Final results on Dr. Robert K Wayne’s work investigating DNA methylation and its regulation of gene expression in normal and pathological states.
DNA methylation plays a central role in regulating gene expression in both normal and pathological states, with abnormal patterns of methylation having been observed in cancer. However, methylation remains an unexplored dimension of canine disease. Here, we propose to establish the pattern of normal variation in methylomes (the genome-wide collection of methylated sites) from an array-based analysis across a variety of domestic dog breeds. Differences in methylation found between breed lineages will be complemented by the study of gene expression to understand how methylation regulates levels of expression.
Our preliminary analyses have focused on a proof-of-principle approach, surveying the differences in methylation of the X chromosome between male and female dogs. Our expectation is that females will display increased levels of methylation due to the inactivation through methylation of an X chromosome for dosage compensation. We do indeed observe this result, and thus are confident that we have the statistical resolution to detect differential methylation across autosomes as well. We focus on methylation as an aspect of gene regulation that could complement gene mapping studies traditionally completed for exploring the genotypephenotype link.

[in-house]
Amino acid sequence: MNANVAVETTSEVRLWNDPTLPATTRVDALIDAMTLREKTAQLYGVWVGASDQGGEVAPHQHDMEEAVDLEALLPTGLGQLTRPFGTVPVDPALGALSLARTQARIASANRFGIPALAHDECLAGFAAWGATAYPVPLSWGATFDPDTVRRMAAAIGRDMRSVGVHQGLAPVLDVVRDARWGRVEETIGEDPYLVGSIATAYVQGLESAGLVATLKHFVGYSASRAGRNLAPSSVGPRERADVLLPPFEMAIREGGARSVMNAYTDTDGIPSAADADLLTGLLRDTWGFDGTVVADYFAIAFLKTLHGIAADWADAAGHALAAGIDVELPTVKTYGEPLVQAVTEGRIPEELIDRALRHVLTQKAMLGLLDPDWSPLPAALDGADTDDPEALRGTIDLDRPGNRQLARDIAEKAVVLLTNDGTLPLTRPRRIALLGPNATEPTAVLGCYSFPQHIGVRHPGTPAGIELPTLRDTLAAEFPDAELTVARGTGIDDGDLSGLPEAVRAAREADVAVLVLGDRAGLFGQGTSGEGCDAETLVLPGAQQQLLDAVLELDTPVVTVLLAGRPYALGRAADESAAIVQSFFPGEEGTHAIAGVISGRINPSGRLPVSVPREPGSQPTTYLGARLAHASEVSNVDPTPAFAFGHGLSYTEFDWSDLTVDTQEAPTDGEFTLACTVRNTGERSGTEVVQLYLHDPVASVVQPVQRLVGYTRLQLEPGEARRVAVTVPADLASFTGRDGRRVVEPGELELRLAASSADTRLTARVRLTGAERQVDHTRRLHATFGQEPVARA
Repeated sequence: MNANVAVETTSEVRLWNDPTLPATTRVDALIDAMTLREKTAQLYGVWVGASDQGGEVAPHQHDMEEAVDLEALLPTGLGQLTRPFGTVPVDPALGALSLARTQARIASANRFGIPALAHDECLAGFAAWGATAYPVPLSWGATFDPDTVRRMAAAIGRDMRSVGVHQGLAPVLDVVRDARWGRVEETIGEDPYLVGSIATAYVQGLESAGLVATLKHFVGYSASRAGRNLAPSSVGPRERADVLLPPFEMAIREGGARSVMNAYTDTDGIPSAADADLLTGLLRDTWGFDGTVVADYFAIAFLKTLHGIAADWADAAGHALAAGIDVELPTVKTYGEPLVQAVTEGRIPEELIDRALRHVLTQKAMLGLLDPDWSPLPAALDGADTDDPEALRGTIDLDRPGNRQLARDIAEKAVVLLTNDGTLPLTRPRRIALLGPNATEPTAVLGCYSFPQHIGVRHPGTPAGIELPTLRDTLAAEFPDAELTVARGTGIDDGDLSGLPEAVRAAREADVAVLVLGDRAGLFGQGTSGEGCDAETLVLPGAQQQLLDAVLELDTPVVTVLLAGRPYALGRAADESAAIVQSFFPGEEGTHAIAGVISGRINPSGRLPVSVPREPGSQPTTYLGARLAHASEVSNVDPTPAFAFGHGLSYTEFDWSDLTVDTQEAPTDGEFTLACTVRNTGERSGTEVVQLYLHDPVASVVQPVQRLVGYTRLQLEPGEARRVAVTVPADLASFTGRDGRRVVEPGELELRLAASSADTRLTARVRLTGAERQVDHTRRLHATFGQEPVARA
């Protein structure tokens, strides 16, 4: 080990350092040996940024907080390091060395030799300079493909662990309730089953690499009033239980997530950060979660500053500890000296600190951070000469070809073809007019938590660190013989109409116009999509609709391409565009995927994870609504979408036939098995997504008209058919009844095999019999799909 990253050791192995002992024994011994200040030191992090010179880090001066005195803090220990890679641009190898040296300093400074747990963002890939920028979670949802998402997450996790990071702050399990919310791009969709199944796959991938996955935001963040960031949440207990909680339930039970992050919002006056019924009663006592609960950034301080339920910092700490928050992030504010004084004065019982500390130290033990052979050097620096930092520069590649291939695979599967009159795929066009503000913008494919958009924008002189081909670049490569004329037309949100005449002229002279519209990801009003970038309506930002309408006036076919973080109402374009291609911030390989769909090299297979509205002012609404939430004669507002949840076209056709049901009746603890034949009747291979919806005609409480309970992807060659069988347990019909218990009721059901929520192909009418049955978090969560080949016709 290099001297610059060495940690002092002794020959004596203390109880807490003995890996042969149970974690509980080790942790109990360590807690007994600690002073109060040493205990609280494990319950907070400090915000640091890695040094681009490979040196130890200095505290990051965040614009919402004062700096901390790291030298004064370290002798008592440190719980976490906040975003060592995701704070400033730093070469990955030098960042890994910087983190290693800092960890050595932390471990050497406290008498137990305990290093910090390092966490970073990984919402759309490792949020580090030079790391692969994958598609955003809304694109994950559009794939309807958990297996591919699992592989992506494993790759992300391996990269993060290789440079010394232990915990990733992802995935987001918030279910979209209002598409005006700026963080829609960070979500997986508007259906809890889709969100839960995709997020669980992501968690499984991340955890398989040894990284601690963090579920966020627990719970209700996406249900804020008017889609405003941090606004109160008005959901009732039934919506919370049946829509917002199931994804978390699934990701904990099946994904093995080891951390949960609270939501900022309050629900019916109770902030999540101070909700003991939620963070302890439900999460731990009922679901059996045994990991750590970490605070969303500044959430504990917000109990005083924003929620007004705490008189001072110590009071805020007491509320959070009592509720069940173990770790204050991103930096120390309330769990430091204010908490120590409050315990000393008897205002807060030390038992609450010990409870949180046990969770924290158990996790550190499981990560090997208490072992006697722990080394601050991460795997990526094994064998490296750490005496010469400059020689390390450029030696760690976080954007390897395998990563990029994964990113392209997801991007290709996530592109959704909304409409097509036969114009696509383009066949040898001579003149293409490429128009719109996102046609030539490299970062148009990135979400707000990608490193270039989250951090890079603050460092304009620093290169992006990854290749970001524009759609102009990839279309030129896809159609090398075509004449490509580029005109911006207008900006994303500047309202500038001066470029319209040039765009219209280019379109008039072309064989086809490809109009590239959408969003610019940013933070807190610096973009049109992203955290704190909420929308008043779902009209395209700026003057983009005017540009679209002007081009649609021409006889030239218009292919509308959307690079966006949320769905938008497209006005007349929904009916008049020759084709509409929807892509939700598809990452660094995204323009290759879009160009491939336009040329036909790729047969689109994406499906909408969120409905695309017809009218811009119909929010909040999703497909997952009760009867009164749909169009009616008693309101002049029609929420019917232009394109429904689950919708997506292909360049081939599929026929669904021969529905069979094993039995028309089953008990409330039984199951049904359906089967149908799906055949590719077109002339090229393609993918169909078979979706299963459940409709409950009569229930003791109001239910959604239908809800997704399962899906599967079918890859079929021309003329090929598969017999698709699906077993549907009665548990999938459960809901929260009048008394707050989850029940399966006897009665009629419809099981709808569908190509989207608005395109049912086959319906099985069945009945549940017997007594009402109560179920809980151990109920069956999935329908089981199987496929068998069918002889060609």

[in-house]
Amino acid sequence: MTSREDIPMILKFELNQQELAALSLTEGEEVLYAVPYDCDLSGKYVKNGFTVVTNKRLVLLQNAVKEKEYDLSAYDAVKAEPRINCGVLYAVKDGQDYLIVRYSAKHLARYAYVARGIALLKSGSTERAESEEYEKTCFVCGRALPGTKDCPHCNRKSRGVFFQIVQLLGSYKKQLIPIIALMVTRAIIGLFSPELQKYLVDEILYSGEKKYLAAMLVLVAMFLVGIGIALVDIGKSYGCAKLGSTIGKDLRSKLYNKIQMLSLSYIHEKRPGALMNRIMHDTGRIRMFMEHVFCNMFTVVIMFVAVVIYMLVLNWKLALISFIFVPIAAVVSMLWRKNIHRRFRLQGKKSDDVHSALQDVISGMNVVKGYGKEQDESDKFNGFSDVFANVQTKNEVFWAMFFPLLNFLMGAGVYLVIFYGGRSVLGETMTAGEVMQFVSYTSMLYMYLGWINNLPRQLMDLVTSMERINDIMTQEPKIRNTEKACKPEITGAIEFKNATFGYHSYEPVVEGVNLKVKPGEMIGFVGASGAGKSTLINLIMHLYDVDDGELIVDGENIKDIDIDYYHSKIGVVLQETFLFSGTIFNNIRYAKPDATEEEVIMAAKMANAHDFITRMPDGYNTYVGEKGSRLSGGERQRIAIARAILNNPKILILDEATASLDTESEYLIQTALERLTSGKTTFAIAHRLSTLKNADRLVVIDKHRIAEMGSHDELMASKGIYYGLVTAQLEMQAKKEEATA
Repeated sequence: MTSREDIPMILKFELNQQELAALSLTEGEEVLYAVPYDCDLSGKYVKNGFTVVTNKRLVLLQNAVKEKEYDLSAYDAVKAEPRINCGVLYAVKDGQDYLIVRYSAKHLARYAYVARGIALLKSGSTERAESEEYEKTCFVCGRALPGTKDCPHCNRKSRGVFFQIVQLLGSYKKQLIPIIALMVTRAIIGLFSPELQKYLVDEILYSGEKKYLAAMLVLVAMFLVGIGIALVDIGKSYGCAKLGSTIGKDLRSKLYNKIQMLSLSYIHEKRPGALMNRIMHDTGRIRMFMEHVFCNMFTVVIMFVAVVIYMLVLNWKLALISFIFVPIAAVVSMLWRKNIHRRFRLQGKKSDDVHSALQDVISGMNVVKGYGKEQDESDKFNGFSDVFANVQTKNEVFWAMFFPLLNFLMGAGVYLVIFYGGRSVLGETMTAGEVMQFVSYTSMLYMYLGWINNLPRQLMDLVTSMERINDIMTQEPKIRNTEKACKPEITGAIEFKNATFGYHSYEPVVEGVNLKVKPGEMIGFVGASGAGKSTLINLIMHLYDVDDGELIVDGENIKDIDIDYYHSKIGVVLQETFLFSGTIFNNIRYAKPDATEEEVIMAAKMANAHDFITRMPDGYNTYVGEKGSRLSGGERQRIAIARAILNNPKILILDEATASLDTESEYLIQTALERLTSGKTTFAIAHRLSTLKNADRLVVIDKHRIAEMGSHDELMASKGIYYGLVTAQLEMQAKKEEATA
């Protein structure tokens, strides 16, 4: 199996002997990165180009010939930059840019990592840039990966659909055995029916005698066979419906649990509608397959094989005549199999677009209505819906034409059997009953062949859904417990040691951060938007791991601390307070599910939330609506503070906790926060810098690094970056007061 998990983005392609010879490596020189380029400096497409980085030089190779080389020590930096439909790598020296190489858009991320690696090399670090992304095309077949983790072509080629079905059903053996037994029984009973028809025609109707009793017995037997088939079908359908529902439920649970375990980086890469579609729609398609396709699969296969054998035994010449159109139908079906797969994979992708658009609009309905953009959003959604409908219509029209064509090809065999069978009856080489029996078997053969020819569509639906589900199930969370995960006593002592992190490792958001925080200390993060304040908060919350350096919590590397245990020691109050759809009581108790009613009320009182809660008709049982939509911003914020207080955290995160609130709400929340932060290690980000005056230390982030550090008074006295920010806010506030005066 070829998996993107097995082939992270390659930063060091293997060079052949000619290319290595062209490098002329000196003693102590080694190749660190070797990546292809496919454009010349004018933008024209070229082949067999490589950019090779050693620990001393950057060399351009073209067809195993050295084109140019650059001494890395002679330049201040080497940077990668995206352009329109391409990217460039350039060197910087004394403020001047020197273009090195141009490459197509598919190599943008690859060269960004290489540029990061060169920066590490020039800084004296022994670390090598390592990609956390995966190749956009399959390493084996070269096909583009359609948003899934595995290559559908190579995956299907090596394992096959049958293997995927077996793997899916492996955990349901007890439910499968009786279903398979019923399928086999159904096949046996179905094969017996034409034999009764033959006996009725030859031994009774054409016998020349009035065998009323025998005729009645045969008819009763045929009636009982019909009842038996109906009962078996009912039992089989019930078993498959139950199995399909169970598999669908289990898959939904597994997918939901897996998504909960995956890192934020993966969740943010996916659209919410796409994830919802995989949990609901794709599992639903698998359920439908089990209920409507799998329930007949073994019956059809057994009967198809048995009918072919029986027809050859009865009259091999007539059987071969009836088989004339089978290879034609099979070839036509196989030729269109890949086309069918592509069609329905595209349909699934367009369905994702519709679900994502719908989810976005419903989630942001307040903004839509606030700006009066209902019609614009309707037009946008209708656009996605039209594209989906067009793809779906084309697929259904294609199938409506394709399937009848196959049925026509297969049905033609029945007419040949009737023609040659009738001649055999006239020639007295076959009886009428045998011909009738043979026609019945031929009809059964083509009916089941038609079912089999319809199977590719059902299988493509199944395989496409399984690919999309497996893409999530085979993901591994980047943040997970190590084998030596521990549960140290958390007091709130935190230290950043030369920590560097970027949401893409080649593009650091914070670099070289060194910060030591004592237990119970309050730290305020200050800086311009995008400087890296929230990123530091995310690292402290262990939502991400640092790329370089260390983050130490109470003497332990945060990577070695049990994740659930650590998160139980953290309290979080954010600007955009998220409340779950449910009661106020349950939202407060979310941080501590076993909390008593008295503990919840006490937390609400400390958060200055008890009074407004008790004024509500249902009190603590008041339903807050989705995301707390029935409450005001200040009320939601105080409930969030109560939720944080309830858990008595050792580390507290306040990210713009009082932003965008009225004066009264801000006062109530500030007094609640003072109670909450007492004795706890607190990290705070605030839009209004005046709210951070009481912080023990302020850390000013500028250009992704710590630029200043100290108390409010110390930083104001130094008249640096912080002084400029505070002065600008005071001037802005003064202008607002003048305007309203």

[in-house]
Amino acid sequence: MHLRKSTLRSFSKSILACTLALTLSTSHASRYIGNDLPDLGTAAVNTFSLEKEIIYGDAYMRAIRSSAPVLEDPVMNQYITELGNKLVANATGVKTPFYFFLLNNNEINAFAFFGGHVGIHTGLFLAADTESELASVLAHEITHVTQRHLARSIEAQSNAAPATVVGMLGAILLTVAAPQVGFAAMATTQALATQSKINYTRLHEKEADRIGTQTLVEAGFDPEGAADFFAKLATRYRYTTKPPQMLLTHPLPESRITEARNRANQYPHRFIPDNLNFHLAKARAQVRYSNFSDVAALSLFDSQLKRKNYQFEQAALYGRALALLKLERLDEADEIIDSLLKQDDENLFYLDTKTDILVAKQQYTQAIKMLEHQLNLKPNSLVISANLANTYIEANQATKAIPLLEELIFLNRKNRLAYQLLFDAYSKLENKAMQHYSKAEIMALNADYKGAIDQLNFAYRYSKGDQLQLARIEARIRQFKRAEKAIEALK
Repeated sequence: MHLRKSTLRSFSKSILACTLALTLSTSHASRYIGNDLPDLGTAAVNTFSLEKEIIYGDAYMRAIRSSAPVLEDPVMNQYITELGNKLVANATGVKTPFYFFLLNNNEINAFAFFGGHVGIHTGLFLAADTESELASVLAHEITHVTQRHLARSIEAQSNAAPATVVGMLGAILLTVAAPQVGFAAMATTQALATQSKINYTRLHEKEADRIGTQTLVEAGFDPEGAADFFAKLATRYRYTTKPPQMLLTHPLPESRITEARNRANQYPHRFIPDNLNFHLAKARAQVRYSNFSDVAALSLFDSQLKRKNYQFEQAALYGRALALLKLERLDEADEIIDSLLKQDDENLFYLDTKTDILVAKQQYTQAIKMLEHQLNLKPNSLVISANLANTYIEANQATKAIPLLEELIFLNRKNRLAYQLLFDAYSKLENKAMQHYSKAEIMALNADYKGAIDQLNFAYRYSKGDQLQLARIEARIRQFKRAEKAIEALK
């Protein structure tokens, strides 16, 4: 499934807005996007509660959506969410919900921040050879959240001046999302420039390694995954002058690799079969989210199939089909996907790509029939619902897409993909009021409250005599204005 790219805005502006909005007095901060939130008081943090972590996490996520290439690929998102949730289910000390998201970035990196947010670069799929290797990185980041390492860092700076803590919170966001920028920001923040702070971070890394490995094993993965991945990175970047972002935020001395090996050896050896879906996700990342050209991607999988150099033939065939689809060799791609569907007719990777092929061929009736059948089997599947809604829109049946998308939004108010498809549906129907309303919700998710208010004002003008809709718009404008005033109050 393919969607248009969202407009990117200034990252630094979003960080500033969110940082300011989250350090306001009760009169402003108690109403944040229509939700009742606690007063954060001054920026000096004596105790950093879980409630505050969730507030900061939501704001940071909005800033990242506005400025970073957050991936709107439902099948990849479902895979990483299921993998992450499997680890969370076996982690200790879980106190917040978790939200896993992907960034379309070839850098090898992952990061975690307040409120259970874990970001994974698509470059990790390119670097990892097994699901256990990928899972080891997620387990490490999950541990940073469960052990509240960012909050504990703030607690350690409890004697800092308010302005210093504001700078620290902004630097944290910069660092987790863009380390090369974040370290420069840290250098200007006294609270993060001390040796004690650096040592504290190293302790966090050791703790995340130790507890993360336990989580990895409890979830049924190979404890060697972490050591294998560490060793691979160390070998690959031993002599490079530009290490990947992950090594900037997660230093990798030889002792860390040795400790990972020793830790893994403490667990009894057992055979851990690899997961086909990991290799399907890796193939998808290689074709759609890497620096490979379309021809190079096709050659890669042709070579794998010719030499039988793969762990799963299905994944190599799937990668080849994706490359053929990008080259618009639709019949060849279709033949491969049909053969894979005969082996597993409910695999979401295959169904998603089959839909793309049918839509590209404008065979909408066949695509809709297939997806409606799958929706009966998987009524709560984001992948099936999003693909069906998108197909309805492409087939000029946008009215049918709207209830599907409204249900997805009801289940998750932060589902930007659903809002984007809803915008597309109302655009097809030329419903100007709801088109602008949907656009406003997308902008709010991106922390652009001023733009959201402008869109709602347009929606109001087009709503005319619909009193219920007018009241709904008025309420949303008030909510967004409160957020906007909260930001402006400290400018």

We propose that methylation data can potentially be useful in predicting pathways involved in canine disease risk and progression. We will establish a publically available web-based resource to serve as a repository for the dog methylomes. The collection of methylomes we generate will contribute to the growing resources that are available for investigation of morphology, disease etiology, advancing therapeutic approaches, and overall canine health.